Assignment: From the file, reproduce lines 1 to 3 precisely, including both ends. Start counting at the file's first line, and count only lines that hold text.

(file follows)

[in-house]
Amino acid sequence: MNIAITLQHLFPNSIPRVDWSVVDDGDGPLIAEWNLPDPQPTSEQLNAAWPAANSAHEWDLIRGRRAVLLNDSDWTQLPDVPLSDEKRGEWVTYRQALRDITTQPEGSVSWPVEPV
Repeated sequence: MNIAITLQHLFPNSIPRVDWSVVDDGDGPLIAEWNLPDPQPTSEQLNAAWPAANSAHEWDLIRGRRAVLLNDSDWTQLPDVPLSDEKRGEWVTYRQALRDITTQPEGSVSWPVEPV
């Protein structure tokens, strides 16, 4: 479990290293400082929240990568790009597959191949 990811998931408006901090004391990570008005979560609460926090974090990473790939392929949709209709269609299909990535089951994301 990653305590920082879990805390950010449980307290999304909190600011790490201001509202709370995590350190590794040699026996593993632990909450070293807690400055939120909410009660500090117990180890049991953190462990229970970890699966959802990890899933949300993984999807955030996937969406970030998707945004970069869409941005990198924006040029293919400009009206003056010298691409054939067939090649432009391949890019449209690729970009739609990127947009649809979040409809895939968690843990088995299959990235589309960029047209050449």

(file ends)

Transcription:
[in-house]
Amino acid sequence: MNIAITLQHLFPNSIPRVDWSVVDDGDGPLIAEWNLPDPQPTSEQLNAAWPAANSAHEWDLIRGRRAVLLNDSDWTQLPDVPLSDEKRGEWVTYRQALRDITTQPEGSVSWPVEPV
Repeated sequence: MNIAITLQHLFPNSIPRVDWSVVDDGDGPLIAEWNLPDPQPTSEQLNAAWPAANSAHEWDLIRGRRAVLLNDSDWTQLPDVPLSDEKRGEWVTYRQALRDITTQPEGSVSWPVEPV